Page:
How You Can Bring Both Kinds Into Your Life
Patty taught me an important truth about happiness and joy. When I met this red-haired 82-year-old at a local senior center, she said she loved being older, and that she knew just being alive was special. “I love living alone, springtime, and gardening. If I don’t get things done it is okay. Also, going shopping, and going to church.” She went on to say that she has experienced a lot of difficulties. She was divorced, her daughter had been murdered 20 years ago and then this year her daughter-in-law died. She has financial problems and she has no grandkids. She surprised me by following this sad litany of woes by saying next, “I would rate myself as very happy.”
Patty demonstrates that being happy and joyful does not depend on having avoided setbacks, failures, tragedies, and losses. No matter what has happened to us, we can all bring more joy into our daily life starting right now. It does require some psychological work to stay connected to our vitality. And we do need to grieve the losses that we experience as we age.
What brings pleasure and joy now?
I’ll begin by sharing some comments from my interviews with several people over 70 about what brings them joy and pleasure at this point in their lives. I’ll talk more about the two different kinds of joys, but notice how inexpensive and readily available many of the cited joys are.
Bridget, 71, is a former nurse, a small, energetic woman with black curly hair, who lives in upstate New York. She told me her pleasures are “cooking Italian food, spending time with my girlfriends, gardening and my garden, reading, my book club, being in my house, and not downsizing.”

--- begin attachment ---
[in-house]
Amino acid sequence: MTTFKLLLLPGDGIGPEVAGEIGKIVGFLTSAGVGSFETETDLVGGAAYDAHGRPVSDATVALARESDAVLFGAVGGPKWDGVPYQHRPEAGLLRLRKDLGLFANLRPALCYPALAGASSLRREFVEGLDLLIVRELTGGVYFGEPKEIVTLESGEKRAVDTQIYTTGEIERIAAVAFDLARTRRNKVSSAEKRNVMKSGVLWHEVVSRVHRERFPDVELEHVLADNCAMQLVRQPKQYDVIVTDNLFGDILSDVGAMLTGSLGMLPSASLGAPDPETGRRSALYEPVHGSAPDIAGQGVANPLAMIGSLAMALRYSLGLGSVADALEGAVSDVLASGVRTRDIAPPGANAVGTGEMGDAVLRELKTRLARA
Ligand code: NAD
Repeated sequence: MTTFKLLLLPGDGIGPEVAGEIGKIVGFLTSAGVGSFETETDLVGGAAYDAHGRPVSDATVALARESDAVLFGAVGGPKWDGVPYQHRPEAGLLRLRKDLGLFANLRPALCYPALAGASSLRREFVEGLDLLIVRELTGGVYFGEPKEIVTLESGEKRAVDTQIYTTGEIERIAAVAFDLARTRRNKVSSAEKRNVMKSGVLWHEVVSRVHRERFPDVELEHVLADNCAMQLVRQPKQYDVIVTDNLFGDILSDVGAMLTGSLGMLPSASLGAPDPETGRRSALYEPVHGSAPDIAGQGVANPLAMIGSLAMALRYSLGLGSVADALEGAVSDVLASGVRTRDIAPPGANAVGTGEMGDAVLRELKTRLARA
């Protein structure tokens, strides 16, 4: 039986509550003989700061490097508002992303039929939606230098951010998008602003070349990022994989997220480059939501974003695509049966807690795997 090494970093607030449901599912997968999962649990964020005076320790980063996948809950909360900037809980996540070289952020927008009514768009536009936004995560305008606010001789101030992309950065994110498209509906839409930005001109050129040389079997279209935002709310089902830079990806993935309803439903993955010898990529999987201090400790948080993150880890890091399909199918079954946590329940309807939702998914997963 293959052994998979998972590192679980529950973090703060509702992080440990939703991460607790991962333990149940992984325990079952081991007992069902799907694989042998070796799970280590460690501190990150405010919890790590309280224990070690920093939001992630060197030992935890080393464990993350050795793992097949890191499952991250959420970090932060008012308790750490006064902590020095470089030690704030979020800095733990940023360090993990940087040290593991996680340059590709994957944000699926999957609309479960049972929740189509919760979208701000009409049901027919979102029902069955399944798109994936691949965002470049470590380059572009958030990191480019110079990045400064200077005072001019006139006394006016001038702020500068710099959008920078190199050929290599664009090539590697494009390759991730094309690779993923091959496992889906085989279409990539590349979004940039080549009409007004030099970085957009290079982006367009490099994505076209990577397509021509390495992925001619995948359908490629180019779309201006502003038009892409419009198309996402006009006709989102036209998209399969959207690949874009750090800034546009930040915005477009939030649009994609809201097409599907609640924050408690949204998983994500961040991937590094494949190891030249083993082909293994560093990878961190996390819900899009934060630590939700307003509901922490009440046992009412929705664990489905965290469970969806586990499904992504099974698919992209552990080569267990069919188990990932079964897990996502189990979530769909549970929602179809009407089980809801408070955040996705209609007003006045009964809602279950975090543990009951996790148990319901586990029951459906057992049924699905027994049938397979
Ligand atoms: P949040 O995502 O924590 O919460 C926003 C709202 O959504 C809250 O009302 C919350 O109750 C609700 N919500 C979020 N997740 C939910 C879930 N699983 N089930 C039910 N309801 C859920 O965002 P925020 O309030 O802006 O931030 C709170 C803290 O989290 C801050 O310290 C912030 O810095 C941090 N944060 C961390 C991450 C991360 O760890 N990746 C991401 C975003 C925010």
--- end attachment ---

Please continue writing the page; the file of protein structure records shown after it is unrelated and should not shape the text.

Stuart, 75, who lives in a small town in New Hampshire, reported that what brings him joy is exercising outdoors every day all year round, skating, skiing, jogging, hiking mountains, and also talking with his wife, gardening, his job as a counselor and his clients.
Jim, at 85, a former dentist lives in a retirement community and uses a walker most days. He said, “My pleasures are waking up feeling rested, the feeling I get in church, dinner with friends, music, a soft wind blowing in my face, watching the birds, and walking with no pain.
Myself. On the eve of my 89th birthday, joys for me include hearing from one of my grandchildren, my writing, the flowers on my balcony, my dance class, days when I feel no stress, my morning coffee and newspaper, onion rings, and playing Wordle with Peter.
My thoughts. Our lives evolve and what brings us joy changes over time as we age. Even in this tiny sample, we can see that. In their 70s, some people like Stuart, say to me, “My 70s are just like my 60s. But when I probed a bit, Stuart admitted he was a little slower and had more issues with his sleep now compared to his 60s. He also works fewer hours. But he knew he was far more active than most of his friends. And he adds, “I am just very lucky.”
Many people in their 70s feel some new freedom — they may no longer work, their parents are gone and their children launched. They head out to camp at National Parks, take cruises, and visit family they haven’t seen in years. A number of people, like Stuart, in their seventies, still enjoy sports like tennis, skiing, and hiking.
In their eighties, fewer people travel and they are usually less active than before. As we age we begin to enjoy our daily routines, the simple pleasures right at home. Older people find pleasure in the outdoors, gardens, and flowers. Many of us begin to notice the birds for the first time in our lives.
But what I am hearing from my readers is, “Katharine, tell me what I, myself, can do to feel more joy and happiness in my life.” And I do have practical tips for you.
1. Exercise. If you are not already doing this, create a weekly exercise routine and stick to it. This is an almost surefire way to feel more joy. As long as your exercise is something you actually enjoy. Don’t count steps unless you really like walking. Experiment until you find an exercise that works for you. My routine is walking two or three days a week and two dance classes.